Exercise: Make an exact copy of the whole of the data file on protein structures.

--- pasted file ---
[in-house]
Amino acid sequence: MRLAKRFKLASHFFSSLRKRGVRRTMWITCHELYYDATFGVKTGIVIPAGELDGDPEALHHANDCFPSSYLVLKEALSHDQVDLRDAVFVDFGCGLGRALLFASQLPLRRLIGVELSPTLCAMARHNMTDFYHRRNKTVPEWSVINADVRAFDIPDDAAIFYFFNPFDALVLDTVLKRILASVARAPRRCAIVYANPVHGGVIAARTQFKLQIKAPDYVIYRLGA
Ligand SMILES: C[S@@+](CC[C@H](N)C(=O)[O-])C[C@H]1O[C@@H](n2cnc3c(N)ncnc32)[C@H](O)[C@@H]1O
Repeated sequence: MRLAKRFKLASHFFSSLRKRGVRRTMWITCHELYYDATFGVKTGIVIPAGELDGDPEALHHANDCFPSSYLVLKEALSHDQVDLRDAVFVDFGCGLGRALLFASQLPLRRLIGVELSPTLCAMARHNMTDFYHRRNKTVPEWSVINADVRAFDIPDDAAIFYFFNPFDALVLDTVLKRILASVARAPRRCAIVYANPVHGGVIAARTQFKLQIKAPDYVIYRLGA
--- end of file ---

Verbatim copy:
[in-house]
Amino acid sequence: MRLAKRFKLASHFFSSLRKRGVRRTMWITCHELYYDATFGVKTGIVIPAGELDGDPEALHHANDCFPSSYLVLKEALSHDQVDLRDAVFVDFGCGLGRALLFASQLPLRRLIGVELSPTLCAMARHNMTDFYHRRNKTVPEWSVINADVRAFDIPDDAAIFYFFNPFDALVLDTVLKRILASVARAPRRCAIVYANPVHGGVIAARTQFKLQIKAPDYVIYRLGA
Ligand SMILES: C[S@@+](CC[C@H](N)C(=O)[O-])C[C@H]1O[C@@H](n2cnc3c(N)ncnc32)[C@H](O)[C@@H]1O
Repeated sequence: MRLAKRFKLASHFFSSLRKRGVRRTMWITCHELYYDATFGVKTGIVIPAGELDGDPEALHHANDCFPSSYLVLKEALSHDQVDLRDAVFVDFGCGLGRALLFASQLPLRRLIGVELSPTLCAMARHNMTDFYHRRNKTVPEWSVINADVRAFDIPDDAAIFYFFNPFDALVLDTVLKRILASVARAPRRCAIVYANPVHGGVIAARTQFKLQIKAPDYVIYRLGA